The district we are driving thru is not a friendly one.
Groups of men standing outside the roadside market stalls stop and stare at the patrol with dark expressionless faces. Black veiled women move from stall to stall with worn, frayed plastic bags filled with produce. Children stand quietly on the side of the road.
There is no waving or begging for chocolates.
No cries of "Mister, Mister!"
No cheerful "thumbs up."
Fingering the handset for my loudspeaker, a thought occurs to me.
Twisting in my seat, I turn and face my interpreter. Beckham is sitting in the back seat, sweating despite the air conditioning. He is looking thru the window at the grim faces outside.
“Beckham, what is a popular song?”
He looks perplexed.
“Yes, what is a popular, traditional song?”
Beckham thinks for a moment, and then he smiles.
“I have one for you.”
His voice is strong and clear, and the Arabic song has an insistent rhythm. I can feel my foot unconsciously tapping in time with the music. The song is incredibly catchy, and his deep voice holds the tune.
I trade glances with my driver and he smiles.
Beckham is a great singer.
Passing the handset for the loudspeaker over my head, Beckham takes it in the back seat.
“Beckham, I want you to sing that song into the loudspeaker.”
Beckham stares at the handset for a second in thought, and then keying the button with his thumb, he begins to sing his song.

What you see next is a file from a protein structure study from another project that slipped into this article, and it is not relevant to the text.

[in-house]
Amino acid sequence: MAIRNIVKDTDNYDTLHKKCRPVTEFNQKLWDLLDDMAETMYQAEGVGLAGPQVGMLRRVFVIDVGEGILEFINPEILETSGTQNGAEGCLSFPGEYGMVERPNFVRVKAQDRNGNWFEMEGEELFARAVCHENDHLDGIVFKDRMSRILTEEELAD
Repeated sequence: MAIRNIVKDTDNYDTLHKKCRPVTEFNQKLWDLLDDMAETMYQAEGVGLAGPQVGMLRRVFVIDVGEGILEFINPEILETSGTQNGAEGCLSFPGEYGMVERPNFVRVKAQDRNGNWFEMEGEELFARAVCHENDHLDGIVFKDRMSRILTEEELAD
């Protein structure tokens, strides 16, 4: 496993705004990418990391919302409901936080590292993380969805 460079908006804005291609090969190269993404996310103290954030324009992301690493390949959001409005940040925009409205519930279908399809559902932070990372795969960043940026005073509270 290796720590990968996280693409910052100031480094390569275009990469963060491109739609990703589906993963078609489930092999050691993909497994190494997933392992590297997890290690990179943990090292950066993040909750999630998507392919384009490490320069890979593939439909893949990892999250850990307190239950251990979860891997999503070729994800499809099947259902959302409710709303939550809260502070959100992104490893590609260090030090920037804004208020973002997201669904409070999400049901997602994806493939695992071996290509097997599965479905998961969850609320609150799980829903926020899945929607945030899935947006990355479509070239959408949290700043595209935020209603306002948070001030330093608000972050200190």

Thru the loudspeaker mounted on the front of my vehicle, comes the insistent, catchy Arabic tune.
The music has an amazing effect on the marketplace.
In astonishment, a black veiled woman stops her inspection of a stack of pale green melons, and turns to face the vehicle.
One mans glare turns to amazement, his cigarette dangling at his side, forgotten.
All movement in the marketplace stops.
Beckham, looking out of the window, sees the effect his music has had. His voice falters for an instant, and then he catches himself and he begins to sing even louder.
A small dark boy, no older than ten years old, stands on the north side of the road. He smiles, white teeth flashing in his dark face, and his thin body begins to sway in time with the music. His hands raise up above his head, almost of their own volition, and he begins to dance in time with the music.
As we roll down the marketplace street, I see smiles break out on normally dour faces.
A group of young men sway and clap in time with the music.
An old man, sitting in a blue plastic chair by a produce stand, is snapping his fingers and wagging his toothless head in time with the song.
Two little girls, one dressed in a black burkha, smile and point their fingers in delight at the American vehicle playing the unexpected music.
For an instant, the mood in the marketplace has changed completely.
A small bridge has been built by Beckham's song.
As we turn at an intersection and head north, we leave the marketplace behind. The long rows of stalls and people give way to arid desert and a murky canal running north and south along the roadside.
Beckham stops singing.
As his voice fades from the air, the air suddenly feels empty.
Turning in my seat, I give Beckham a reassuring smile.
“Beckham, keep singing. It sounds great.”
Beckham keys the handset again, and the patrol continues north thru arid, deserted fields, accompanied by the cheerful sound of Beckham's Song.